Quote of the Month

When love and skill work together, expect a miracle. John Ruskin

Friday, March 27, 2015

...But The Kitchen Sink

In five days a month long celebration held every April since 1996 begins.  It's a tribute to the power of words, worked in every imaginable form, evoking a plethora of emotion from readers, speakers and listeners.  It's heart with a focus on the art of linking letters.  It's National Poetry Month.

All around the world authors of verse (and illustrators too) will find their work in the spotlight.  On March 17, 2015 a new title by author and illustrator, Calef Brown, was released.  Hypnotize a Tiger:  Poems about just about Everything (Christy Ottaviano Books, an imprint of Henry Holt And Company) will have you toe tapping, giggling and grinning and reading aloud, even if there is no crowd but only your patient pooch pal.  Chapter headings, The Critterverse, My Peeps, The Insect Section, Poems Of A Particular Vehicular Nature, Schoolishness, Facts Poetic, Word Crashes, Good (And No So Good) Eats and Miscellaneous Silliness, containing poems numbering eight-four offer something for everyone.

A picky-eater parrot, a puppy with a yearning for your earnings and a bear with a knack for photographing panoramic views start the initial section in this collection.  We meet frogs that are pigeons and pigeons that are frogs, tadpoles, beavers, ox and geese.  A rooster with a desire to revise his morning edition rendition leads us to personalities with peculiarities.

A wide-eyed couch potato, a gentleman with a larger-than-life arm, a super hero caught in a dream and ladies wearing notable headgear are a few new friends.  Pupae with panache, fortunate ants, wayward bees and a termite with taste hang, crawl, buzz and crunch through the next passage.  People traveling by cycle, board, UFO or truck will have you wishing them all good luck.

Without a doubt you can identify with hallways leading nowhere and everywhere, foolhardy boys and their principals, cafeteria cuisine and gym teachers who've stepped out of nightmares.  An explanation for the exhaustion of a snow day experience will have you nodding in agreement.  It's a school day jubilee.

Oddities abound in these infractions of information.  Did you know thistle growers get assistance from whistle blowers?  Did you know dinosaurs dined on delicacies cooked over volcanoes?  I'm fairly certain mushers are going to want to know their dogs secretly access the Internet.

A passel of portmanteaus invite us to participate as we pause before venturing into the realm of meals and menus.  Catsup making cats, a berry eater who will not utter the word berry and a karate chopping biscotti chief offer up mindless merriment.  How can we resist the final pages of glee when we get to see the title appear in a poem titled Who?

As sweet as honey, as smooth as silk and as sure as stars will shine somewhere tonight, the words written by Calef Brown weave a poetic magic casting a spell over readers.  Timely topics chosen with care reflect typical and extraordinary people, places, creatures and things.  These poems make the absurd appear normal as the rhythms and rhymes beat within our collective minds.  Along the lower section of most pages, Brown adds asides like small variations on a common theme.   Here is a sample poem from the Good (and not so good) Eats section.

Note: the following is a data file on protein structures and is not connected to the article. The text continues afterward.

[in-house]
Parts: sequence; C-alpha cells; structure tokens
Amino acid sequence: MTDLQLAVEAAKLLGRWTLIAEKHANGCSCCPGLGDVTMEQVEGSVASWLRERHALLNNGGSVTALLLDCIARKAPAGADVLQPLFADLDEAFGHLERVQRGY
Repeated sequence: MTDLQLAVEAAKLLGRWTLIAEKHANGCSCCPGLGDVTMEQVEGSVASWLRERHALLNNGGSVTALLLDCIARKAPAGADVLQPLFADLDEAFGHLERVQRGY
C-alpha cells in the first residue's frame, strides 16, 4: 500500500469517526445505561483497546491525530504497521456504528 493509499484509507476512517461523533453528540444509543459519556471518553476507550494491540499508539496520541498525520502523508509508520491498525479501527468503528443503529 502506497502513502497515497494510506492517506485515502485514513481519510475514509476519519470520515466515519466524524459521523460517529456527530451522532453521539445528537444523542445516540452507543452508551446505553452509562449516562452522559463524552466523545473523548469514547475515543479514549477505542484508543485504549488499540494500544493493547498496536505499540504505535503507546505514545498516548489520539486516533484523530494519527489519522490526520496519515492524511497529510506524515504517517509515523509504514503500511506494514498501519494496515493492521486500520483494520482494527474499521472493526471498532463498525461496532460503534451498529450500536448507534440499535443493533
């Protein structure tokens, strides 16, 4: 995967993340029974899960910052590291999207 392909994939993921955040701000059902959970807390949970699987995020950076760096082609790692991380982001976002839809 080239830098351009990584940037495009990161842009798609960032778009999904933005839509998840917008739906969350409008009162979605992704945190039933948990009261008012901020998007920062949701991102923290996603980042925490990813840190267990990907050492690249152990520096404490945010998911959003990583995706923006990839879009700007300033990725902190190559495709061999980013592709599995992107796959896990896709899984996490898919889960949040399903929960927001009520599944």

Bubble Crumbs
When a soap bubble
goes POP,
the tiny bits that drop
are known as bubble crumbs.
The trouble comes
when they land in a coffee cup
or end up on a piece of cantaloupe.
Do you detect
a hint of soap
in chicken soup
or pickled plums?
The likely culprit
(you guessed it)
is bubble crumbs.

Underneath we read...

This mulligatawny stew
has a subtle whiff of shampoo.

Like the cheerfulness of a sunny day, the golden yellow, sky blue, rich brown, white and gray hues appearing on the dust jacket exude welcoming warmth.  Your curiosity will be peaked as you look at the unique characters, flying saucer and strange dragonfly.  Notable author endorsements are framed on the back.  You are ready to read before the first page is turned.  On the blue, textured cloth book case the tiger is embossed in the lower right-hand corner.  Throughout the remainder of this title the images are rendered in white, blue and black.

Whimsical borders and two uneven fine lines frame the poems.  Each section is given two pages with the title, a poetic introduction and a character is showcased as one of the elements.  Along the bottom of the subsequent pages other stories in pictures and words are being told in blue line work, enhancing the wacky world Brown has created.

Each page turn offers us a new reason to slow down, taking time to look at all the details.  Humor and playfulness are in abundance.  How often do you see a bee hive growing from a man's chin, a skyscraper soaring into space, a bull chasing students around a gym, or a dog wearing Roman garb?

One of my many favorite illustrations is of a glasses-wearing rooster dressed in plaid pants and a jacket perched on a fence.  He happens to be realizing his dream of playing calypso drums as the sun rises over a pastoral scene.

Hypnotize a Tiger:  Poems about just about Everything written and illustrated by Calef Brown is a handful of happiness.  Read them silently or read them aloud.  Share them repeatedly with everyone you know.  This is poetry at its finest and funniest.

To explore more about Calef Brown and his work please visit his website by following the link embedded in his name.  At the publisher's website you can view eight interior images.  Calef Brown was interviewed at Illustration Friday in 2012 and at author and blogger, Julie Danielson's Seven Impossible Things Before Breakfast in 2009.  Calef Brown and his books are featured at the special Reading Rockets, Launching young readers! website.

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